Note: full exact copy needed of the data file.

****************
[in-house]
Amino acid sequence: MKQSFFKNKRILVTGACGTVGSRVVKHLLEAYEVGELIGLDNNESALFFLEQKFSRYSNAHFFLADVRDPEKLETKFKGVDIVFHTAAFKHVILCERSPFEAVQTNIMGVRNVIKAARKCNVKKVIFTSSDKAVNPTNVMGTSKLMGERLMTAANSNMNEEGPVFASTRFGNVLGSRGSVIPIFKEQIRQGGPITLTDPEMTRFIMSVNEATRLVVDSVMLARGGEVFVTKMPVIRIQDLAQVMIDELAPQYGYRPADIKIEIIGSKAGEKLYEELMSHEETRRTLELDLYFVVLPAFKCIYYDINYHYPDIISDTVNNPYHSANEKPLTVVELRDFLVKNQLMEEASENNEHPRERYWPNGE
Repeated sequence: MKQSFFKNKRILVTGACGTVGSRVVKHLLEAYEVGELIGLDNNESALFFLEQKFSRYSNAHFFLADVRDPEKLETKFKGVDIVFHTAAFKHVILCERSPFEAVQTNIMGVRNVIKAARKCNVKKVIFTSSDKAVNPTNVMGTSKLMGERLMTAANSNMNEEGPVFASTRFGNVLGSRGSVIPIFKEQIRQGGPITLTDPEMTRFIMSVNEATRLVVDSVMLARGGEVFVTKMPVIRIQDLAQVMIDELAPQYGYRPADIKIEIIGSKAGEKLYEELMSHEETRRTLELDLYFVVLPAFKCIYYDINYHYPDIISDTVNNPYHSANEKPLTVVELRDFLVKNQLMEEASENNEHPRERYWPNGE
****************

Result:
[in-house]
Amino acid sequence: MKQSFFKNKRILVTGACGTVGSRVVKHLLEAYEVGELIGLDNNESALFFLEQKFSRYSNAHFFLADVRDPEKLETKFKGVDIVFHTAAFKHVILCERSPFEAVQTNIMGVRNVIKAARKCNVKKVIFTSSDKAVNPTNVMGTSKLMGERLMTAANSNMNEEGPVFASTRFGNVLGSRGSVIPIFKEQIRQGGPITLTDPEMTRFIMSVNEATRLVVDSVMLARGGEVFVTKMPVIRIQDLAQVMIDELAPQYGYRPADIKIEIIGSKAGEKLYEELMSHEETRRTLELDLYFVVLPAFKCIYYDINYHYPDIISDTVNNPYHSANEKPLTVVELRDFLVKNQLMEEASENNEHPRERYWPNGE
Repeated sequence: MKQSFFKNKRILVTGACGTVGSRVVKHLLEAYEVGELIGLDNNESALFFLEQKFSRYSNAHFFLADVRDPEKLETKFKGVDIVFHTAAFKHVILCERSPFEAVQTNIMGVRNVIKAARKCNVKKVIFTSSDKAVNPTNVMGTSKLMGERLMTAANSNMNEEGPVFASTRFGNVLGSRGSVIPIFKEQIRQGGPITLTDPEMTRFIMSVNEATRLVVDSVMLARGGEVFVTKMPVIRIQDLAQVMIDELAPQYGYRPADIKIEIIGSKAGEKLYEELMSHEETRRTLELDLYFVVLPAFKCIYYDINYHYPDIISDTVNNPYHSANEKPLTVVELRDFLVKNQLMEEASENNEHPRERYWPNGE